It is important for teens and their families to be mindful of the potential for ADHD to lead to substance abuse.
Stimulants, like medications that include amphetamine or methylphenidate, are the most commonly prescribed medications for ADHD.
Some of these can include Adderall, Ritalin, or Dexedrine.
Some non–stimulant medications are also sometimes prescribed for ADHD, like atomoxetine, guanfacine, or clonidine.
Stimulants are the most commonly prescribed medications for ADHD.
Our goal is to provide the most helpful information. Please reach out to us if you have any additional questions. We are here to help in any way we can.
ADHD is considered a disability under the Americans with Disabilities Act (ADA) and the United States Social Security Administration.
If a person has ADHD, their work and school should be able to accommodate, and there may also be benefits available.
ADHD is considered a developmental disability, which is a group of conditions that come from an impairment in physical, learning, language, and behavior areas.
ADHD is not on the autism spectrum, but they do share some similar symptoms.
Childhood ADHD may reduce life expectancy for reasons related to cognition, occupation, education, finances, family, and overall health.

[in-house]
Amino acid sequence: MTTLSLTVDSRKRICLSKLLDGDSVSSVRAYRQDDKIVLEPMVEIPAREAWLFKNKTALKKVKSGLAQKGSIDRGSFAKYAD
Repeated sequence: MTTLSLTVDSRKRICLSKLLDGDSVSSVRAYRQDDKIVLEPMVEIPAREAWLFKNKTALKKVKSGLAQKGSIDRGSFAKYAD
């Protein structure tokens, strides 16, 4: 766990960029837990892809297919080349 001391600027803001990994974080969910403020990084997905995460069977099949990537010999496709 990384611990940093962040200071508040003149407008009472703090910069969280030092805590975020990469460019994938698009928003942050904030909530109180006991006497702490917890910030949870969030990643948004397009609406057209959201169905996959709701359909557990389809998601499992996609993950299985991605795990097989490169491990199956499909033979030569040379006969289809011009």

Autism spectrum disorder (ASD) is defined by the CDC as “a developmental disability caused by differences in the brain.”
ASD involves a series of developmental disorders that involve language, skills, socializing, behavior, and learning.
ADHD impacts how a person concentrates, thinks, and acts.
Dopamine is an important neurotransmitter that plays a role in pleasure, satisfaction, and motivation.
In individuals with ADHD, dopamine levels are different compared to individuals without ADHD.
It is believed that people with ADHD have a higher dopamine transporter density, which results in a lower level of dopamine.
Because of this, medications that boost dopamine levels may be helpful for individuals with ADHD.
Are you struggling with focus, organization, and staying on task? ADHD can make everyday life feel like an uphill battle. Let us help you find the support and resources you need to manage your ADHD symptoms and thrive. Take the first step today!